J Names: The Cavalia Circle of Hell
J Names: The Cavalia Circle of Hell Suzette Smith

The third night of Stumptown Improv Fest was crazy packed. At the opening of the 8:30 pm J Names and North Coast show people were on waitlists. Volunteers were flying around like superheroes, finding people seats together. There was a lot of dubstep pumping straight into the Artists Rep auditorium and it had a disorienting effect on everyone.

Leon Anderson and Erin Jean O'Regan ran out to introduce the show and I originally thought the absence of Jed Arkley from the Stumptown Improv tri-wizard hosts meant he’d fulfilled my prophecy and collapsed from exhaustion. I’ve been reporting on everyone’s gradually hoarsening voices all weekend but his was certainly the most pronounced. It turned out—I should have remembered—he was just in the troupe they were announcing: J Names. J Names is a Portland supergroup composed of eight people whose names start with the letter J. Their performance was a little unbalanced—too many type-A comedians on an island. The shining star ended up being Jenn Hunter who deftly managed her energy and everyone else’s, tying up the loose threads of J Names mania into one hilarious joke where she was a realtor showing various circles of hell.

North Coast: Improv Will Make You Jump Jump
North Coast: Improv Will Make You Jump Jump Suzette Smith

North Coast was up next and oh my god. The combination of hip hop, beatboxing, and improv sounded like a TERRIBLE idea but I was wrong and I am happy to be wrong. The sounds that came out of Ethan Scott—North Coast’s resident beatboxer—(1) defied reason, (2) were totally gross, and (3) combined to be so cool! Over his beats, North Coast laid rhymes inspired by an audience prompt about Russian nesting dolls, skewed into tchotchke shops and finally into my personal favorite subject, object sexuality. “That’s fine with me as long as I get to have sex with some windows!” Rachel Rosenthal shouted.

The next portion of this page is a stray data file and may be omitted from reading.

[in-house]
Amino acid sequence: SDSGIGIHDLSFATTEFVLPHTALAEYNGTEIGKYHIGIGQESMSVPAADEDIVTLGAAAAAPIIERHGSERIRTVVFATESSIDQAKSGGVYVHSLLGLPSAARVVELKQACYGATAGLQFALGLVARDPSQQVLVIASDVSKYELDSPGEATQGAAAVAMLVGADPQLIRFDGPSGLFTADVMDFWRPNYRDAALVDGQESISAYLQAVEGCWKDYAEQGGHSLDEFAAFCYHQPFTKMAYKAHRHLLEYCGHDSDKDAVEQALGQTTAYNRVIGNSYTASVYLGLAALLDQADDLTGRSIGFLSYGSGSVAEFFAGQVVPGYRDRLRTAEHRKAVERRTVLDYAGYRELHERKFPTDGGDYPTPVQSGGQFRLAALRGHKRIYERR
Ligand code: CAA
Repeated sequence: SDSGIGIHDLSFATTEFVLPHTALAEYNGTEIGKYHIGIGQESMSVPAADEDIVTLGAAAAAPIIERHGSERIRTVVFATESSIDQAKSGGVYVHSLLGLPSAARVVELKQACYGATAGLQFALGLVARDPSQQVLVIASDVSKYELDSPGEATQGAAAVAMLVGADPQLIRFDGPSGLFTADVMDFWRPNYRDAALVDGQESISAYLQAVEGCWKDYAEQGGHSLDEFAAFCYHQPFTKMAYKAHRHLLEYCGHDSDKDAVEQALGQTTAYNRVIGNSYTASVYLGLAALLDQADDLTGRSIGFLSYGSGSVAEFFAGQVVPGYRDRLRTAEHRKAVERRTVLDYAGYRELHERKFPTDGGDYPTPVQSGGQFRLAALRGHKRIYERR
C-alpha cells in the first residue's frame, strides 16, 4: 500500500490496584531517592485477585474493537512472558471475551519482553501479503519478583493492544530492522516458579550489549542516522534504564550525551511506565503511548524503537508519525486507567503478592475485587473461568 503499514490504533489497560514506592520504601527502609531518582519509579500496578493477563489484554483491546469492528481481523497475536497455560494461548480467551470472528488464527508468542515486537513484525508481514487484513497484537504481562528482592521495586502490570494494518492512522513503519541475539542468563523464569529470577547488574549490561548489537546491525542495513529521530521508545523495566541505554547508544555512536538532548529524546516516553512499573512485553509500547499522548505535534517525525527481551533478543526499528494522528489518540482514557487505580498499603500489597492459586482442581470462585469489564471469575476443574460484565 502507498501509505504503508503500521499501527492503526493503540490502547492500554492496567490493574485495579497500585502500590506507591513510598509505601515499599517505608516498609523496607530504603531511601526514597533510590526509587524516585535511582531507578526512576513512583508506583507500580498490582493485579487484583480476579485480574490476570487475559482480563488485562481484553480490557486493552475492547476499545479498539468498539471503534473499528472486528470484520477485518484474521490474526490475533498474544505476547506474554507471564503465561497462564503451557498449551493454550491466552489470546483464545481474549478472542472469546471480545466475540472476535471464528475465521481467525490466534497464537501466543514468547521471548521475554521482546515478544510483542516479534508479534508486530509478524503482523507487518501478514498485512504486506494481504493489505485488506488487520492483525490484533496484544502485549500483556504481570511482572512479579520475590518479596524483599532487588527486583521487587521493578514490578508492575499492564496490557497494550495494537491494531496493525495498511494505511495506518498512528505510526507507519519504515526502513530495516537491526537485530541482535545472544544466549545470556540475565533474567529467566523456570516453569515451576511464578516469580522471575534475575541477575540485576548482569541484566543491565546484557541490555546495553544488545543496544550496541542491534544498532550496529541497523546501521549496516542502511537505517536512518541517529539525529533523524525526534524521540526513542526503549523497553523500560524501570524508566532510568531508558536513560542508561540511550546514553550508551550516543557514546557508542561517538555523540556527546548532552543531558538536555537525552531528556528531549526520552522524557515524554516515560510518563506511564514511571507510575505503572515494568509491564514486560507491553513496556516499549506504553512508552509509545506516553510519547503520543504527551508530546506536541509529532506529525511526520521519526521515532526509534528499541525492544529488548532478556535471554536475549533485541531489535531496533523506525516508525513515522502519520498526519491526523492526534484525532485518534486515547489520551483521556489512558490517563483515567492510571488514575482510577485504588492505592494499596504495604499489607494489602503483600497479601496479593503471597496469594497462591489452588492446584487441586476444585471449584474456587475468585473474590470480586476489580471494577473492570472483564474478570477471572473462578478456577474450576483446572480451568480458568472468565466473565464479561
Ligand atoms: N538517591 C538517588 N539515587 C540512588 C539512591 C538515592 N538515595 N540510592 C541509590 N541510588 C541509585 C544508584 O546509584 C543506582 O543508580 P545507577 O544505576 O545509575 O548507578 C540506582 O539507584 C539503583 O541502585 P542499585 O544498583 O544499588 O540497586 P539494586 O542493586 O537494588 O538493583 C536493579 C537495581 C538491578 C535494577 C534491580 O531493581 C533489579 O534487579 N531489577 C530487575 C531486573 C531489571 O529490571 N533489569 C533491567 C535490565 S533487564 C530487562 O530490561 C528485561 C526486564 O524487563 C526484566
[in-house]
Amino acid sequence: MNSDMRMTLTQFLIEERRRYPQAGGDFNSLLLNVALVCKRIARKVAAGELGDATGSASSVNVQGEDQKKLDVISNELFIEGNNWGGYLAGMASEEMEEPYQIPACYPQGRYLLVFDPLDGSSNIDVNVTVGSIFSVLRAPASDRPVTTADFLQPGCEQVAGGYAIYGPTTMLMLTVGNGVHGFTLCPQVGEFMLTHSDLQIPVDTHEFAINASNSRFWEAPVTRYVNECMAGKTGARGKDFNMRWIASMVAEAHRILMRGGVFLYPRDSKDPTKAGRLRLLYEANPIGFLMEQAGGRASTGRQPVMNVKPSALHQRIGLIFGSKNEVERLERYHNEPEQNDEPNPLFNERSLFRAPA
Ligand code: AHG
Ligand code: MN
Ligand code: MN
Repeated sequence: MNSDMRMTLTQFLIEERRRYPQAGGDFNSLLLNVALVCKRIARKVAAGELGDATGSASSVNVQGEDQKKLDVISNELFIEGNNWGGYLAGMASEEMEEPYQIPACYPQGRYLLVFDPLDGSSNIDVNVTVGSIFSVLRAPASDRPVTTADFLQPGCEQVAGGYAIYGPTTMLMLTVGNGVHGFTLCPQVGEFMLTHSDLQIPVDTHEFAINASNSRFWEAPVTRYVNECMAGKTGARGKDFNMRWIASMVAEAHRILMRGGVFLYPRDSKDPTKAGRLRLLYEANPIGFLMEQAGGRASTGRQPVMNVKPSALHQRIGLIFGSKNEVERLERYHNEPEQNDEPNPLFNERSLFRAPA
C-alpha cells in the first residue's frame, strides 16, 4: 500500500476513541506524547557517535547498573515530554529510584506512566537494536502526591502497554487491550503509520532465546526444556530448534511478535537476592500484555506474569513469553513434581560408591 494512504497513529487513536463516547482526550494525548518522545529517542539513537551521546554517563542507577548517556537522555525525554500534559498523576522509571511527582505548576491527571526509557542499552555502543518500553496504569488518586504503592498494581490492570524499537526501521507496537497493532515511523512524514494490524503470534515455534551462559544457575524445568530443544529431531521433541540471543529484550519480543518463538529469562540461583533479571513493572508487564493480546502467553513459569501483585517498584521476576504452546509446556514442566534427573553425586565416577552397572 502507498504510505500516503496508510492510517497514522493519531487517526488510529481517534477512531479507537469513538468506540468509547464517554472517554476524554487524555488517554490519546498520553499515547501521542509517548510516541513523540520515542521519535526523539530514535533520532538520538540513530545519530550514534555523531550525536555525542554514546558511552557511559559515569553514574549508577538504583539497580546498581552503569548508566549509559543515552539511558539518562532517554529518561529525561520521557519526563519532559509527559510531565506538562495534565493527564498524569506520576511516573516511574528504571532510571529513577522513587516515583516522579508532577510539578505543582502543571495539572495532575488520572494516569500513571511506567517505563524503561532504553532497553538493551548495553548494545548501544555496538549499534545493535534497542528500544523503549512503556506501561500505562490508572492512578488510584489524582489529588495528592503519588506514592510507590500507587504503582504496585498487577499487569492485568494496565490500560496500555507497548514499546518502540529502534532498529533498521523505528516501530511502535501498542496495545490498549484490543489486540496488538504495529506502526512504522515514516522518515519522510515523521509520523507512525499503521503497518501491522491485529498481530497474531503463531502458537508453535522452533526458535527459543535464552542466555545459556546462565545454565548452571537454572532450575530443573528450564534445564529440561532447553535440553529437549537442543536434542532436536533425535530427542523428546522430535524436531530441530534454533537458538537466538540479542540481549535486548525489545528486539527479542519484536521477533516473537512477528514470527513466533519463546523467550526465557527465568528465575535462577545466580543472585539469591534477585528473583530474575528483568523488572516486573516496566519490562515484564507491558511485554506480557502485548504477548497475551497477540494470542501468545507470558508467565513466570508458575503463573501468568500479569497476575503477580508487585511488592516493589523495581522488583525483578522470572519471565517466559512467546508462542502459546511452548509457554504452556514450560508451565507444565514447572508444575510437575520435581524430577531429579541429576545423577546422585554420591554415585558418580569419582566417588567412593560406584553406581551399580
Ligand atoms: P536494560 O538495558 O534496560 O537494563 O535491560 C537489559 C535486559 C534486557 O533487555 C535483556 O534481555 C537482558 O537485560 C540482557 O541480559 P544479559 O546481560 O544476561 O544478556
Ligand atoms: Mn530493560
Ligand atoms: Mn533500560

North Coast's set was composed of about 60/40 rapping to regular improv but everything was so high-energy that, after 10 minutes, I begin to worry about them. How do they do this all the time? Are they addicted to energy drinks? I have a feeling that North Coast is either really popular (and I just don’t know about it because I live really far from New York) or they are about to blow the fuck up soon. A woman I talked to later said she would likely have the “You can have this atlas for free” song they created stuck in her head for the rest of the week. If you get a chance to see North Coast, see North Coast!

Between the 8:30 and 10 pm shows I made the acquaintance of Tremaine Arkley, King Quince himself (I’m calling him that. He didn’t call himself that). Yesterday, I noted some irritation from the audience regarding the lengthy quince shoutouts before every Stumptown Improv show, but King Quince is a real delight and deserves whatever shoutouts are his due. He invited me to sit in his special quince section and I discovered the two people sitting next to me were only associated with him as people he’d run into at his hotel. THEN GET THIS: Tremaine knows Gilly (Hannah Murray) from Game of Thrones and dropped a bunch of insider speculation on me, mostly that Murray suspects the show’s writers identify with Samwell Tarly. That’s the reason her character has survived this long and why she may make it out of GoT alive in the end. Then we had to stop gossiping because The Liberators were on.

The Liberators: Lots of skits where John Breen gets to lay down.
The Liberators: Lots of skits where John Breen gets to lay down. Suzette Smith

The Liberators got off to a rough start with a joke about Chinese inventiveness which immediately alienated a lot of the audience. You could feel the people trying to go there with him but there just was no there to go. The Liberators didn’t manage to make their way back to their typically exceptional form. Maybe this was just a casualty of performing after North Coast.

Orange Tuxedo, long time improv pros Carla and Craig Cackowski, closed out the show by acknowledging the intimidating nature of doing so after seeing so many incredible and diverse improv performers. They started off slow, creating a world of characters revolving around a performance in a small theater. It wasn’t as funny as it was meta. The extent of their storytelling ability came into full view within the last 10 minutes of their routine, Carla and Craig switching between their created characters, letting you know what role they occupied with simple body posture, taking on each other’s roles and letting the audience fill in the closure. The thing Orange Tuxedo does they do very well and the audience spent the little energy it had left on a standing ovation.

As the last show wrapped, the hosts, performers and volunteers milled out onto the stage floor to embrace and express gratitude to everyone involved making such a fun festival a reality. The Stumptown Improv Fest seems to revolve around a very sweet, close-knit community of improv players and fans having the best damn summer camp experience of their lives. Here’s to 2017! I hope some of them can catch a well-deserved nap sometime between now and next year.